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Re: Carbon neutral synthetic fuels

Post by jagdish » Jan 02, 2019 8:36 am

Hydrogen is an inconvenient gas fuel. Methanol/ ethanol with solid oxide fuel cells could be minimum CO2 producing per electrical unit arrangement.

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robert.hargraves
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Re: Carbon neutral synthetic fuels

Post by robert.hargraves » Jan 02, 2019 3:10 pm

I, too, got interested in the rotary engine for hydrogen. However the efficiency is only about 25%, about half achievable with fuel cells and electric motors.

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nipo
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Re: Carbon neutral synthetic fuels

Post by nipo » Jan 31, 2019 1:03 pm

I read about research on ammonia as a fuel for internal combustion engines, especially piston engines. Ammonia is carbonless and may be produced anywhere if relatively inexpensive primary energy is available.

There are two problems about ammonia:
  • Toxicity. Ammonia is seriously toxic. Especially an ammonia leak indoors is dangerous. Outdoors the situatiuoon is different because ammonia is also lift gas, i.e. lighter than air, and leaked ammonia rises up.
     
  • Low energy density. Energy density of ammonia is approximately similar to methanol or dimethyl ether – less than half of energy density of popular diesel oil, gasoline or aviation fuel. That means ammonia is not good fuel for aviation, if we compare to hydrocarbons, but on the other hand ammonia is much better than an electrochemical battery.
Transuranic heavy elements may not be used where there is life.
– Sapphire & Steel intro

jagdish
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Re: Carbon neutral synthetic fuels

Post by jagdish » Jan 31, 2019 7:26 pm

A lot of carbon has been mined and most of it has landed in oceans. We could recycle it, including via the biomass.
The life cycle of earth can tolerate a lot of variation in carbon quantities. Some poisons like sulphur and suspended particles are more dangerous for our health and need to be controlled.
The synthetic fuel cycle should preferably be methanol/ethanol and high efficiency fuel cells which do not introduce harmful products in the atmosphere.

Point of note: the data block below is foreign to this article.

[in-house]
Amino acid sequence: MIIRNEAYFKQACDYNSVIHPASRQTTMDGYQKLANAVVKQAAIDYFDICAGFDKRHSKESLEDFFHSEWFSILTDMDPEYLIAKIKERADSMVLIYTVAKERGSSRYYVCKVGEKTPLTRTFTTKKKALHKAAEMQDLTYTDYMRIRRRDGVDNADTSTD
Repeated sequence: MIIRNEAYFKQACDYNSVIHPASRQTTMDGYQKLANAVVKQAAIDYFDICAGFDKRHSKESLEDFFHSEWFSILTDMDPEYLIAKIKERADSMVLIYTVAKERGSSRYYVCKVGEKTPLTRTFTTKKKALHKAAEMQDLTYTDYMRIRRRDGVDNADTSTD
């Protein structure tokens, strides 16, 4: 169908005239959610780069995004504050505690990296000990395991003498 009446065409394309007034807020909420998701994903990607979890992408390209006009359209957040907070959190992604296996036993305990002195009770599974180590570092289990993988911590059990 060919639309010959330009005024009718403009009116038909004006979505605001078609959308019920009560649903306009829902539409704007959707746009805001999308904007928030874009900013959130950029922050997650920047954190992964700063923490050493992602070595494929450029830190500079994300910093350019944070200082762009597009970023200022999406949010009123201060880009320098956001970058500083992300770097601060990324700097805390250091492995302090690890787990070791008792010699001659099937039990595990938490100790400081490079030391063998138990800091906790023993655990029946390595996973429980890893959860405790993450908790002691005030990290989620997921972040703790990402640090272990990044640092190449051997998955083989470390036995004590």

Poisons like ammonia should be kept down to minimum required.

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nipo
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Re: Carbon neutral synthetic fuels

Post by nipo » Feb 10, 2019 6:56 pm

I think that all hydrocarbon fuels could be left for aviation only. All other traffic could proceed to increased use of electricity (i.e. railways), battery powered cars, or completely carbonless fuels, such as ammonia. Many are enthusiastic about pressurized hydrogen (not me) but certainly that is also one alternative.

Methanol and DME would be excellent synthetic fuels, but the question about carbon seems to be very difficult.

There seems to be at least one useful combustion process for an internal combustion engine that could use ammonia as fuel.
• Lee, Dongeun et al: Development of new combustion strategy for internal combustion engine fueled by pure ammonia (PDF) 2017-11-01. Seoul National University, Department of Mechanical Engineering.

I got an idea about another combustion process. That would include very high compression ratio which is absolutely required in case of ammonia fuel, direct fuel injection into cylinder, stratified charge, and microwave ignition. In this case microwave ignition would be the key to ignite ammonia-air fuel charge quickly. I hope that compression ratio could be as low as 20:1.
Transuranic heavy elements may not be used where there is life.
– Sapphire & Steel intro